Investments and outcomes - How are we doing?
So many dollars and so much well-intentioned effort invested every year in Milwaukee. How are we doing?
In 1969, 11 % of Milwaukee’s population lived in poverty. Today, the number is 29%, versus a national average of 14.8%. For those under 18 in our city, the number is 42%. A number of factors have played into the fact that poverty is getting worse, rather than better. Perhaps there are justifications, or rationals, why Milwaukee is doing worse than the national averages? Who wants to hear them? We are the Nations 6th most impoverished city.
At Silver Spring Neighborhood Center, we the most comprehensive array of education, health, and social services to residents on Milwaukee’s Northwest side. We feed the hungry; we are a safe place, we work with family members of all ages. If fewer of our teens get pregnant if more go to classes, does it change our neighborhood over time? Very good things, but It seems not. How does a neighborhood change if at 18, many of our youth cannot continue with their education nor compete for a life-sustaining wage? The problems of Milwaukee’s inner city education are well documented, what is not as well documented, is what this means to our youth and the cycle of poverty.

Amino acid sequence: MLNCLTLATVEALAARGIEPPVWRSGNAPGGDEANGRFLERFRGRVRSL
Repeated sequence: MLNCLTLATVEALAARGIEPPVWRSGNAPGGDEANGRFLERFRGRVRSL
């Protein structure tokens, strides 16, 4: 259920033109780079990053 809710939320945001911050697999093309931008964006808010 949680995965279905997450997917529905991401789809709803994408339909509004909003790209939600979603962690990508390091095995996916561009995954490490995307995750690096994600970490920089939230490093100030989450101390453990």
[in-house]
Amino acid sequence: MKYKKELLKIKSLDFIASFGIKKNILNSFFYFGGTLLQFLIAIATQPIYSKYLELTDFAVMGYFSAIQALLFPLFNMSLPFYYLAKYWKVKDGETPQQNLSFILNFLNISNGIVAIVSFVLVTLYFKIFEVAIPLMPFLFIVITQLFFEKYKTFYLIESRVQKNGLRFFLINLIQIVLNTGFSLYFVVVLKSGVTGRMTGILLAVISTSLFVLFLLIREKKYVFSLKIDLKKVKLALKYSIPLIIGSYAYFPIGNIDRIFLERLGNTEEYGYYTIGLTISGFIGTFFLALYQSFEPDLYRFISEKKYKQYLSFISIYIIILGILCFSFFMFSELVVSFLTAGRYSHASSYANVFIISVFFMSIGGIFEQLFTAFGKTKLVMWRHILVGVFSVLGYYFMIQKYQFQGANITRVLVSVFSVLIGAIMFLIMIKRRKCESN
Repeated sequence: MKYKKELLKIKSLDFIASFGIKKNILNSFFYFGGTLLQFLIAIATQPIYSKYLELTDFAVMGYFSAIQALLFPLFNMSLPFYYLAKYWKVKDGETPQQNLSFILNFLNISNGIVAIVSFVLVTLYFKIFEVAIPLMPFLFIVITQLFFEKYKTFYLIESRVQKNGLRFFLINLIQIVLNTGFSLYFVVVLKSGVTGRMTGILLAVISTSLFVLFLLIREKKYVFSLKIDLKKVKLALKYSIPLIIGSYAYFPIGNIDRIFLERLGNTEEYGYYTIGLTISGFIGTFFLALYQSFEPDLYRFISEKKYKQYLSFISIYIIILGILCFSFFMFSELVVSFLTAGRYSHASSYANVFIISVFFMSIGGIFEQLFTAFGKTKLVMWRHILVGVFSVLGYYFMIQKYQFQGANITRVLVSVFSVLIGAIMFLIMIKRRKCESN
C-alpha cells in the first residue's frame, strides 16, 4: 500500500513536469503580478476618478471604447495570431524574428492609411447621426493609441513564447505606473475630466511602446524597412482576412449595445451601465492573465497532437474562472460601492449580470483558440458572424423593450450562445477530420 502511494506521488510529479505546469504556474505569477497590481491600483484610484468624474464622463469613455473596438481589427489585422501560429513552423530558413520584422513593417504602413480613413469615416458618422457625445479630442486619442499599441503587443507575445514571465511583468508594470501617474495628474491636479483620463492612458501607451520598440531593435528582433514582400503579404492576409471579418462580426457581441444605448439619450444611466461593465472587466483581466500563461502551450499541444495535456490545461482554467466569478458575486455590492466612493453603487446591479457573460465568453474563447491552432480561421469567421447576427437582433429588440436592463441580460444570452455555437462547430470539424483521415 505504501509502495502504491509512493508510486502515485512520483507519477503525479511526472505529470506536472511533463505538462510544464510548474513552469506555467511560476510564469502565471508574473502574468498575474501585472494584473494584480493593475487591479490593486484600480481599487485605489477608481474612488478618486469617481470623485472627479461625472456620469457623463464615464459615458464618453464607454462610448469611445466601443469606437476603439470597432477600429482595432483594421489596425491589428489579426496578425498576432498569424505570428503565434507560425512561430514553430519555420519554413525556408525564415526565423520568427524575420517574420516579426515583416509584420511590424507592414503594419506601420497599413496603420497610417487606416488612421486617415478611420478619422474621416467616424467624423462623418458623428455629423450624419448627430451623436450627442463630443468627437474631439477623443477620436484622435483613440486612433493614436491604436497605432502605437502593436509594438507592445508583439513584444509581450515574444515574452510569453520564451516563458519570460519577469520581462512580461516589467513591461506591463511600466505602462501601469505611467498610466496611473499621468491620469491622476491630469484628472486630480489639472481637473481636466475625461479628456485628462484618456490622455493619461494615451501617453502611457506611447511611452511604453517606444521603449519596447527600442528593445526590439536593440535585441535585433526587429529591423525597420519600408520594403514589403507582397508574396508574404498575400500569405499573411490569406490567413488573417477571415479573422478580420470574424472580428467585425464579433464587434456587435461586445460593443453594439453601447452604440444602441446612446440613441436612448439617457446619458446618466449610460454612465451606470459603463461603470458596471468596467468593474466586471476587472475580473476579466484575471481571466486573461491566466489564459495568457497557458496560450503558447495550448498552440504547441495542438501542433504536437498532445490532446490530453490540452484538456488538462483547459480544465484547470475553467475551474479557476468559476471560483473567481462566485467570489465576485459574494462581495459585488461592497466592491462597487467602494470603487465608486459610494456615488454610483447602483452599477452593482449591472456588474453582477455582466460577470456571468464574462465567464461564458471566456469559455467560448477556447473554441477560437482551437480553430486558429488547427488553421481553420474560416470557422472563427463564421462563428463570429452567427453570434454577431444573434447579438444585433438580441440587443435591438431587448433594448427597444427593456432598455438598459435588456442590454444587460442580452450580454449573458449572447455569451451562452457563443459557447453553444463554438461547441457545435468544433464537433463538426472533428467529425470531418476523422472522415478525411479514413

The most important work we are doing is with our partners Carmen High School, MPS, and Rocketship Transformation Prep. We are building a successful educational pathway, so the youth in our neighborhood have the options to continue their education and compete for life-sustaining work.
If we want to make real progress on reducing poverty in our city, we need people who live in neighborhoods, like Silver Spring Neighborhood Center's, to participate and lead in that success. The choices made by our teens, the opportunities for our teens, matter now and in the future.